What if horses are racist?
How do we instill in the growing minds of our young people the idea that bigotry and discrimination based on inherent traits are unsavory and immoral? How to cultivate a better and brighter new generation?
The answer is simple: Hasbro. Obviously.
The most recent permutation of Hasbro’s multimedia gold mine is “My Little Pony: A New Generation,” and it asks an age-old question: What if horses have prejudices?
In the fantasy land of Equestria, they are. In the distant past, the three races of Equestria – unicorns, pegasus, land ponies (read: ordinary ponies … except they can, you know, talk and all) – had a great schism and now live in isolation from one another. others, eternally stoking their mutual hatred. They make up stories about each other: land ponies smell funny, pegasus eat people, unicorns fry their brains with their horned lasers. All except Sunny Starscout (Vanessa Hudgens, “The Princess Switch: Switched Again”), a land pony raised in the small, intimate hamlet of Maretime Bay by a die-hard pony scholar and anti-prejudice. When the bubbly unicorn Izzy Moonbow (Kimiko Glenn, “Over the Moon”) roams the city, Sunny is forced to embark on an epic quest to protect her new unicorn friend, find magical gems and return magic to the land of Equestria. .
There are a number of things wrong with the world of “My Little Pony”. Maretime Bay, for example, is pretty much just an ordinary human town, completely oblivious to the fact that its inhabitants are ungulates and shaggy. They’ve got cell phones, stoves, pencils, doorknobs and all … no matter how short of hands or bipedalism they are.
But let’s hold our horses. It’s “My little pony”. They are little chromatic horses propelled by the magic of friendship. While it has, perhaps unpredictably, drawn to a large and diverse audience, it is primarily aimed at children. Spending time on things like “plausibility” and “truthfulness” completely misses the point. It doesn’t matter how you think about how ponies produce and consume canned goods or operate heavy machinery – the power of friendship trumps such banalities, dammit.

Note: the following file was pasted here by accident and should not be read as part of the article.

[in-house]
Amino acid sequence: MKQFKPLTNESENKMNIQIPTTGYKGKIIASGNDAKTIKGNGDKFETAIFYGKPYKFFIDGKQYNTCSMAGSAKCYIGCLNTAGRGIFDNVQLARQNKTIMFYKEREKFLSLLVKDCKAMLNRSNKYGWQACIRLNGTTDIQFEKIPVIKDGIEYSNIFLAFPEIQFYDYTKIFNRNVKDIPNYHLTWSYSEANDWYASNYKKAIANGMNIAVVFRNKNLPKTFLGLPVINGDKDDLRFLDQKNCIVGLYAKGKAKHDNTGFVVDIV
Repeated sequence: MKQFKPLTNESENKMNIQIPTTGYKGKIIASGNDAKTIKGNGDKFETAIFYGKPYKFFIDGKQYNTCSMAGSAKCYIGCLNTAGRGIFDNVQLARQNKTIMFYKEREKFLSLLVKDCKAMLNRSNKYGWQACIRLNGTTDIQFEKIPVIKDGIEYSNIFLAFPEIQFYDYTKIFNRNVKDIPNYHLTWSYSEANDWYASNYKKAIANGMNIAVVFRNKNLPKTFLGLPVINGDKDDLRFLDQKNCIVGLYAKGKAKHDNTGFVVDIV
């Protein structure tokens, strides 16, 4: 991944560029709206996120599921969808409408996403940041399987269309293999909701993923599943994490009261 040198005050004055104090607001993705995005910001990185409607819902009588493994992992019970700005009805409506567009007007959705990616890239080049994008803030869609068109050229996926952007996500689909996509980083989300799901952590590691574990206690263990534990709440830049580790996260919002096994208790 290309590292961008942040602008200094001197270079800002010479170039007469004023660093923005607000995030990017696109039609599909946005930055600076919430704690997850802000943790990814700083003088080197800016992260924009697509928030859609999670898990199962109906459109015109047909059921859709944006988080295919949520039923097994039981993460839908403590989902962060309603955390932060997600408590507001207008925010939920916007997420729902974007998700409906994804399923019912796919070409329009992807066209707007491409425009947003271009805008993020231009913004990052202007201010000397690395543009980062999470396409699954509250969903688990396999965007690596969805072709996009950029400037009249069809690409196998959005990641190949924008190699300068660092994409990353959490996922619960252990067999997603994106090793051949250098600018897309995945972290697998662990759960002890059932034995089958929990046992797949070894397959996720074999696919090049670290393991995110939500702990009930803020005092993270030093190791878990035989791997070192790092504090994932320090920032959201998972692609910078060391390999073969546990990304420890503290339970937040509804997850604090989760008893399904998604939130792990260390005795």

Because you know what? “My Little Pony: A New Generation” isn’t that bad. While the world of Equestria inexplicably mirrors ours in every architectural, ergonomic and technological sense, it’s also filled with clever and cute little touches that make the 90 minutes of runtime relatively smooth. One pony is rollerblading, another pony falls into fascism and at another point ponies clash in something called “Prance Prance Revolution”; each is something of an absurd delight. The songs (yes, there are musical numbers) are enjoyable if not entirely catchy, the jokes aren’t too fancy but well executed and thankfully light on puns and world building – from the crystal woods of the unicorns to the art deco metropolis of pegasi – is fun and varied if a bit basic.
The weak point of the film lies in its characters. As our equine heroine Sunny roams Equestria in search of magical gems, she chooses a cheerful bunch of vagrants (as is the plot of too many movies). With the exception of their roles in advancing the plot and setting up the ultimate theme of friendship and ooey-gooey unity, each character adds just about nothing to the group dynamic. . The only bright spot is Hitch Trailblazer (James Marsden, “Westworld”), which provides a good number of laughs and very satisfyingly allows the pony solidarity theme to shine when you watch his constant conversion from sheriff to land pony to ponykind protector.
“My Little Pony” is not for everyone. It’s not for me, for one. And “My Little Pony: A New Generation” isn’t the most mind-boggling work Netflix has distributed – it’s largely unoriginal, mostly unchallengeable, and possessed by woefully uninspired animation (every children’s movie must have that soft, rounded CGI style these days). But as far as a prejudiced ponies movie goes, it’s light and cute and a reasonable introduction for our new generation to some of the world’s most intoxicating issues. So you know. Do not look at a gift horse in the mouth.
Daily Arts writer Jacob Lusk can be contacted at [email protected]